Marked shortening of the ulna and radius compared to gestational age.
 
Fig. 1a Post-mortem anteroposterior radiograph of the skull shows decreased ossification of the calvaria.
 
Fig. 1b Post-mortem lateral radiograph of the skull showing decreased ossification, flattening of the occipital bone (arrows) and disproportionally small maxillofacial structures.
 
Fig. 2a Post-mortem anteroposterior radiograph of the trunk showing marked demineralization of the skeleton and abnormal bowing of the humeri, radii and ulnae (arrows).
 
Fig. 2 b Enlarged view of the chest revealing beaded appearance of the multiple ribs (as demonstrated with arrowheads on the course of rib 8 R/L). Note also presence of an umbilical vein catheter.
 
Fig. 2c Post-mortem lateral radiograph showing flattening of the vertebral bodies (as demonstrated on a lumbar vertebra (thick arrow); Note also bowing fractures of the long bones (small arrows). Presence of an umbilical vein catheter.
 
Fig. 3 Post-mortem radiograph of the right limbs showing shortening, bowing and callus formation of the long bones due to fractures (arrows). This results in a typical accordion-like appearance of the tubular bones.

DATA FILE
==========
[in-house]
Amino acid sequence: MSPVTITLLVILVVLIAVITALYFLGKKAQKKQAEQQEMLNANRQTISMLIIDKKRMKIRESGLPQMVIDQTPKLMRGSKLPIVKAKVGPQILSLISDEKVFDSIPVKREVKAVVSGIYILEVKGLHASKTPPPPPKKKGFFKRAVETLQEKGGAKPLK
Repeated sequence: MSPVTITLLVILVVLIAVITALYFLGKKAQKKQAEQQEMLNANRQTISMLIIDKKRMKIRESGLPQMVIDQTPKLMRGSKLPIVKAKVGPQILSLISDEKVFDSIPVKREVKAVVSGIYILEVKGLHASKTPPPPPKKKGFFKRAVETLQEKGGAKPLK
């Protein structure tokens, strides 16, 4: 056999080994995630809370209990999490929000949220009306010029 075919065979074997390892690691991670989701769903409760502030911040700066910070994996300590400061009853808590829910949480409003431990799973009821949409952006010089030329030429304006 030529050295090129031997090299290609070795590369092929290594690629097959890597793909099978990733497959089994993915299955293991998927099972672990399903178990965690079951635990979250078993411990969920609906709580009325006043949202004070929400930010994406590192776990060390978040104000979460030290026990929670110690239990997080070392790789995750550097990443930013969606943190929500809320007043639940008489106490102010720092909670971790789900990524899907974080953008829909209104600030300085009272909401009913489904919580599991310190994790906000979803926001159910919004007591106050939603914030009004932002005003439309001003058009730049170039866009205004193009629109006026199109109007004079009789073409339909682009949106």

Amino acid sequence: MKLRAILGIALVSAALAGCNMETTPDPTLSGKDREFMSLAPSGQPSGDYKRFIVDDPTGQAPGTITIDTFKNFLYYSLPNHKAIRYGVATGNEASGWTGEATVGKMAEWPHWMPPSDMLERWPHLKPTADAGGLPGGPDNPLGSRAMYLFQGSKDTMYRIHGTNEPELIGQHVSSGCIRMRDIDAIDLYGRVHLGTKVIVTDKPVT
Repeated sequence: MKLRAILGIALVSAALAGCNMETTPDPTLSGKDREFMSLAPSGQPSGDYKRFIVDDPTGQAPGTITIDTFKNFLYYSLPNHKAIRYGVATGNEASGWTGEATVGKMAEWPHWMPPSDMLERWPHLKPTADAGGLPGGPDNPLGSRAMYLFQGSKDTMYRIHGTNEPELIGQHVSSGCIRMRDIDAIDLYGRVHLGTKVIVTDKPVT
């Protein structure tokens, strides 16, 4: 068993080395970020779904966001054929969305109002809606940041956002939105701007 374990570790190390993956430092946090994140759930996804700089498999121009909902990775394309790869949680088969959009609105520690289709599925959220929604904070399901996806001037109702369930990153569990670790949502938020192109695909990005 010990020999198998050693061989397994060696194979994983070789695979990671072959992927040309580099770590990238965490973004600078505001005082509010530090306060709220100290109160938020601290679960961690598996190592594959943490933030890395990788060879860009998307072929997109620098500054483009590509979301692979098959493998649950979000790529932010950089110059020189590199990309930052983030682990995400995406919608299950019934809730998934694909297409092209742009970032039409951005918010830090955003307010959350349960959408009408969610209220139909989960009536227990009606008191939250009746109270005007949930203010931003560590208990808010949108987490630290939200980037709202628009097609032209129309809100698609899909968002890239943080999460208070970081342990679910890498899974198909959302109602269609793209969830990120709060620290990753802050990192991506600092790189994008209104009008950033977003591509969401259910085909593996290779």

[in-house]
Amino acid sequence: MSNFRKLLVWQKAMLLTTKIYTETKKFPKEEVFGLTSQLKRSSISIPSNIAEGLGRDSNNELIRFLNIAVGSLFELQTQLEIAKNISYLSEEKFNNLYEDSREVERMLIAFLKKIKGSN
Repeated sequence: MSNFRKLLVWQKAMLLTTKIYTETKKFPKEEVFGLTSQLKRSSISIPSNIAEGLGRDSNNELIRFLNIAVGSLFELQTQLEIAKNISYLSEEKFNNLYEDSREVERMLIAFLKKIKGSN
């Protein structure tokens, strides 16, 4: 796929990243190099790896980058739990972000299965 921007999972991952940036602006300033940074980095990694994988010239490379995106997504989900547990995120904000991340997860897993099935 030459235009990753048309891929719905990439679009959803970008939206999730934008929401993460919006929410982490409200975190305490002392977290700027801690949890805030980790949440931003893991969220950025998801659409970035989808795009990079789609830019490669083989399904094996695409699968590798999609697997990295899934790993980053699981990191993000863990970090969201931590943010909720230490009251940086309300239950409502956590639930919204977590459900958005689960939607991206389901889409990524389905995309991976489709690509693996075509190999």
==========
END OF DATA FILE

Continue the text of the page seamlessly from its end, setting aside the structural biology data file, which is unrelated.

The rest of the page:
Table showing the different types of OI according to the Sillence and Glorieux classification and most characteristic (imaging) features.
 
Type I OI. Note osteoporosis, mild overmodeling of the long bones and fractures sequelae of a different date at the left distal femoral diaphysis (arrow) and medial proximal tibia diaphysis (arrowhead).
 
Type III OI in a 1 year-old male. Note osteoporosis, marked deformities of the femora with bilateral fracture sequelae of the femoral diaphyses. There is hypertrophic callus at the right femoral diaphysis (arrow).
 
Type III OI. Note popcorn calcifications of the proximal humeri (arrows) and severe kyphoscoliosis.
 
Type IV OI in an adult patient . Note spontaneous fracture at the left femoral diaphysis and dense metaphyseal bands in the distal femur (arrow) and proximal tibia due to bisphosphonate treatment.
 
Type V OI. There is an incompletely healed fracture at the middiaphysis of the right femur with hyperplastic callus formation (arrow). Note dense metaphyseal lines within the distal femur and proximal tibia.